Property Crimes: Texas Arson Law
Arson in Texas is a major issue and it’s not just about property destruction; it also puts a strain on firefighters and other emergency services. Property damage and higher insurance charges cost the state money. It also makes individuals feel less safe in their neighborhoods.
Arson can be deadly because fires spread quickly and endanger others. It also consumes a significant amount of resources to investigate and prosecute arson crimes, which could be employed for other critical law enforcement operations.
Texas Arson Law Simplified
Arson is referred to as starting a fire with the intent to destroy or harm another person’s property, regardless of whether the fire persists after ignition or if an explosion occurs. The penal law includes any sort of plant, border, structure on open-space land, buildings, constructions in general, or vehicles as property types.
Arson is defined in Texas Penal Code Chapter 28 as intentionally or recklessly setting a fire or explosion with the intent to cause property damage or with disregard for the safety of property or other people.
Considered Arson in Texas
Arson charges in Texas can happen for various reasons, such as:
- Starting a fire to harm things like fences, plants, or structures on open land.
- Starting a fire to damage or destroy a house, building, or vehicle in a city.
- Starting a fire to damage or destroy a property that’s insured or has a security interest.
- Starting a fire to damage or destroy something on someone else’s property.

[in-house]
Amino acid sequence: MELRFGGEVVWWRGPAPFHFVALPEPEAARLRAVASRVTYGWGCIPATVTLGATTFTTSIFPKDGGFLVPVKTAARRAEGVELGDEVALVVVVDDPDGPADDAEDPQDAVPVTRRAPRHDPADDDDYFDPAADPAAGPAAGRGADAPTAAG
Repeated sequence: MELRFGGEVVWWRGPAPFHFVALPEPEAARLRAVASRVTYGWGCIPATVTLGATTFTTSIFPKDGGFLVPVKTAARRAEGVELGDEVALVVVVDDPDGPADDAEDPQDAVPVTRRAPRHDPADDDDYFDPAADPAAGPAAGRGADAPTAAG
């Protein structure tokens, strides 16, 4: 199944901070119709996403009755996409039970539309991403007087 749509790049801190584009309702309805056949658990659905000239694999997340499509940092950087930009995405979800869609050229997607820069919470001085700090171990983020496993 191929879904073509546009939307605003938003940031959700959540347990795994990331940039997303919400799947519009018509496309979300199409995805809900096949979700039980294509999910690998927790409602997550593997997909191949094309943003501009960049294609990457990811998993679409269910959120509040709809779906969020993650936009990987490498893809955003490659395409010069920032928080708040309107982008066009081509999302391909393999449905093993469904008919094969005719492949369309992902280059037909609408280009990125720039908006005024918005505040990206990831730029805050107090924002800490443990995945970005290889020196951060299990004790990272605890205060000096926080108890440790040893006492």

- Starting a fire to damage a home, building, or vehicle while not caring if it endangers others.
Types of Arson
- Fences: deliberate damage to fences Investigation challenges include finding motives and locating witnesses, especially when evidence is scarce.
- Structures: arson in homes or business buildings. Investigation challenges include collecting physical evidence, analyzing fire patterns, and determining the origin and cause.
- Vegetation: wildfires in rural areas. Investigation challenges involve figuring out the exact cause and distinguishing between accidental and intentional fires.
- Arson incidents involving cars, lorries, or other types of vehicles. Examining car systems, identifying evidence of purposeful fire-setting, and obtaining witness testimony are all aspects of the inquiry.
Arson Charges in Texas
State Jail Felony: This involves recklessly starting a fire while manufacturing a controlled substance and damaging property, but not causing bodily injury or death. The punishment is 180 days to 2 years in jail and a fine of up to $10,000.
Third-Degree Arson Felony: This is when a fire is recklessly started during drug manufacturing, causing bodily harm or death. This could result in a prison sentence of 2 to 10 years.
Second-degree arson Felony: The most common one, where someone intentionally starts a fire or explosion to damage property. This can result in 2 to 20 years in prison.
First-Degree Arson Felony: This is like second-degree arson but with the added element of bodily harm or death, or an intent to damage a home or place of worship. The punishment can range from five years to life in prison.
Arson is not defined as a person starting a fire or burning an open space. If you received written authorization or a permit to do it in the city, you may potentially defend yourself against arson charges. Remember that the regulations are subject to change as a result of new laws or court judgments, so it’s best to consult a lawyer for the most up-to-date information.
Arrested? Don’t Plea, Call Me!
Fires happen for many reasons, but if you intentionally start one to damage property, it’s a crime in Texas. This can be very serious, especially if it harms someone. If you’re in this situation, you should immediately find a reliable lawyer.
Our Texas criminal defense attorneys are very skilled and ready to help you if you’re charged with arson in Texas. With over ten years of experience, we’ve done well for our clients. We are available for you today.